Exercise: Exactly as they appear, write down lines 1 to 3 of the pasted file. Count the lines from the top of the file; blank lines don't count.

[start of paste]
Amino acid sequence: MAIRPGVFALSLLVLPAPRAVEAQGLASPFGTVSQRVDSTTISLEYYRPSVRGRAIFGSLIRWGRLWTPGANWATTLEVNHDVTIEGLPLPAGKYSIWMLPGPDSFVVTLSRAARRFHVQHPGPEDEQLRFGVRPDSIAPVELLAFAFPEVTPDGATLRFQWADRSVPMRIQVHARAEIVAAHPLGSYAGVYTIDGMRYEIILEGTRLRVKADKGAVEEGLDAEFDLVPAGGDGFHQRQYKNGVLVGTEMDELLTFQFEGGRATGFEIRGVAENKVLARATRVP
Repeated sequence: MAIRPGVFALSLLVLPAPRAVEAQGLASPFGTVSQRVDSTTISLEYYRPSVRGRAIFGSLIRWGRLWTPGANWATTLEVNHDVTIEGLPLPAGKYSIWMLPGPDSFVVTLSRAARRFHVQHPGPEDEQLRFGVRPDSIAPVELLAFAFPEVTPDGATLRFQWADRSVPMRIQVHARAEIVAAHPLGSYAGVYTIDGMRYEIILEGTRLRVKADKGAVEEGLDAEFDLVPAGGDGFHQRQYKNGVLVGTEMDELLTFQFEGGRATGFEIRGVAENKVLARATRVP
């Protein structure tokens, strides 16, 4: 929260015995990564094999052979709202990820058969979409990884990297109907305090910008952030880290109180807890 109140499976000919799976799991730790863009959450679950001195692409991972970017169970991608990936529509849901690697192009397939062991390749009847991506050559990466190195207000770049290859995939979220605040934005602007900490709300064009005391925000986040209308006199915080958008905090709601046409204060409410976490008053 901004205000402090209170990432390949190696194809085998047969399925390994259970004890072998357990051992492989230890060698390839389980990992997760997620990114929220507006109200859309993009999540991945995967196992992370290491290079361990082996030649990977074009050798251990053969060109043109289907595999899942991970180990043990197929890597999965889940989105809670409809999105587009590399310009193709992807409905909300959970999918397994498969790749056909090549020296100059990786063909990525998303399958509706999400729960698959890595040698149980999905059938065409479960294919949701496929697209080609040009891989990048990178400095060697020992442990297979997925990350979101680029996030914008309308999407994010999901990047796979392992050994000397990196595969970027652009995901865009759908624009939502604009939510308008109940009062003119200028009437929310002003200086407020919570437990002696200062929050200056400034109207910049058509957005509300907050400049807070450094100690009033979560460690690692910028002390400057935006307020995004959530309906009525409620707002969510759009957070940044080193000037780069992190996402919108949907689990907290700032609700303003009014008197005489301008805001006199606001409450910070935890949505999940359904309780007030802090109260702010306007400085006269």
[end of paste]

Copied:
Amino acid sequence: MAIRPGVFALSLLVLPAPRAVEAQGLASPFGTVSQRVDSTTISLEYYRPSVRGRAIFGSLIRWGRLWTPGANWATTLEVNHDVTIEGLPLPAGKYSIWMLPGPDSFVVTLSRAARRFHVQHPGPEDEQLRFGVRPDSIAPVELLAFAFPEVTPDGATLRFQWADRSVPMRIQVHARAEIVAAHPLGSYAGVYTIDGMRYEIILEGTRLRVKADKGAVEEGLDAEFDLVPAGGDGFHQRQYKNGVLVGTEMDELLTFQFEGGRATGFEIRGVAENKVLARATRVP
Repeated sequence: MAIRPGVFALSLLVLPAPRAVEAQGLASPFGTVSQRVDSTTISLEYYRPSVRGRAIFGSLIRWGRLWTPGANWATTLEVNHDVTIEGLPLPAGKYSIWMLPGPDSFVVTLSRAARRFHVQHPGPEDEQLRFGVRPDSIAPVELLAFAFPEVTPDGATLRFQWADRSVPMRIQVHARAEIVAAHPLGSYAGVYTIDGMRYEIILEGTRLRVKADKGAVEEGLDAEFDLVPAGGDGFHQRQYKNGVLVGTEMDELLTFQFEGGRATGFEIRGVAENKVLARATRVP
């Protein structure tokens, strides 16, 4: 929260015995990564094999052979709202990820058969979409990884990297109907305090910008952030880290109180807890 109140499976000919799976799991730790863009959450679950001195692409991972970017169970991608990936529509849901690697192009397939062991390749009847991506050559990466190195207000770049290859995939979220605040934005602007900490709300064009005391925000986040209308006199915080958008905090709601046409204060409410976490008053 901004205000402090209170990432390949190696194809085998047969399925390994259970004890072998357990051992492989230890060698390839389980990992997760997620990114929220507006109200859309993009999540991945995967196992992370290491290079361990082996030649990977074009050798251990053969060109043109289907595999899942991970180990043990197929890597999965889940989105809670409809999105587009590399310009193709992807409905909300959970999918397994498969790749056909090549020296100059990786063909990525998303399958509706999400729960698959890595040698149980999905059938065409479960294919949701496929697209080609040009891989990048990178400095060697020992442990297979997925990350979101680029996030914008309308999407994010999901990047796979392992050994000397990196595969970027652009995901865009759908624009939502604009939510308008109940009062003119200028009437929310002003200086407020919570437990002696200062929050200056400034109207910049058509957005509300907050400049807070450094100690009033979560460690690692910028002390400057935006307020995004959530309906009525409620707002969510759009957070940044080193000037780069992190996402919108949907689990907290700032609700303003009014008197005489301008805001006199606001409450910070935890949505999940359904309780007030802090109260702010306007400085006269």